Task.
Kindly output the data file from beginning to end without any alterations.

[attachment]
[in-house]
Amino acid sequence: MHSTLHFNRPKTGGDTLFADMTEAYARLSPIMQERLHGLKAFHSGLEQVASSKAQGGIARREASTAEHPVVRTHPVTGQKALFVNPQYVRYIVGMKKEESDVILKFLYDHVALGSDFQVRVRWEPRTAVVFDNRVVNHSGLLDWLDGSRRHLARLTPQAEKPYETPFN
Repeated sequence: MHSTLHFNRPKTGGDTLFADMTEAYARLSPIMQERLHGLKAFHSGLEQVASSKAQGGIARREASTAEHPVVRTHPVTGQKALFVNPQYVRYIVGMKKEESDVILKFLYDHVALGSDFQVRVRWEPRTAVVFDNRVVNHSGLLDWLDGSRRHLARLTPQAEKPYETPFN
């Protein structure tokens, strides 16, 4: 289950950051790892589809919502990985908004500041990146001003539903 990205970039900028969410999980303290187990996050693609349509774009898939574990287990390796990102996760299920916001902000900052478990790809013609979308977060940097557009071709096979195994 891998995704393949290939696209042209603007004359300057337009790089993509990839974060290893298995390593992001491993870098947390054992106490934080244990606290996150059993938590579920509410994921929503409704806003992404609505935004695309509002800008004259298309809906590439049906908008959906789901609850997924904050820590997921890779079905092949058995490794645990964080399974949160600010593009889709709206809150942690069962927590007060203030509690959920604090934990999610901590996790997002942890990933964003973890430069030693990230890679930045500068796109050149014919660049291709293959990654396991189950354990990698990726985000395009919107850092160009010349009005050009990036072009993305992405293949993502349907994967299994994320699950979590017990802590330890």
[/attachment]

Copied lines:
[in-house]
Amino acid sequence: MHSTLHFNRPKTGGDTLFADMTEAYARLSPIMQERLHGLKAFHSGLEQVASSKAQGGIARREASTAEHPVVRTHPVTGQKALFVNPQYVRYIVGMKKEESDVILKFLYDHVALGSDFQVRVRWEPRTAVVFDNRVVNHSGLLDWLDGSRRHLARLTPQAEKPYETPFN
Repeated sequence: MHSTLHFNRPKTGGDTLFADMTEAYARLSPIMQERLHGLKAFHSGLEQVASSKAQGGIARREASTAEHPVVRTHPVTGQKALFVNPQYVRYIVGMKKEESDVILKFLYDHVALGSDFQVRVRWEPRTAVVFDNRVVNHSGLLDWLDGSRRHLARLTPQAEKPYETPFN
């Protein structure tokens, strides 16, 4: 289950950051790892589809919502990985908004500041990146001003539903 990205970039900028969410999980303290187990996050693609349509774009898939574990287990390796990102996760299920916001902000900052478990790809013609979308977060940097557009071709096979195994 891998995704393949290939696209042209603007004359300057337009790089993509990839974060290893298995390593992001491993870098947390054992106490934080244990606290996150059993938590579920509410994921929503409704806003992404609505935004695309509002800008004259298309809906590439049906908008959906789901609850997924904050820590997921890779079905092949058995490794645990964080399974949160600010593009889709709206809150942690069962927590007060203030509690959920604090934990999610901590996790997002942890990933964003973890430069030693990230890679930045500068796109050149014919660049291709293959990654396991189950354990990698990726985000395009919107850092160009010349009005050009990036072009993305992405293949993502349907994967299994994320699950979590017990802590330890």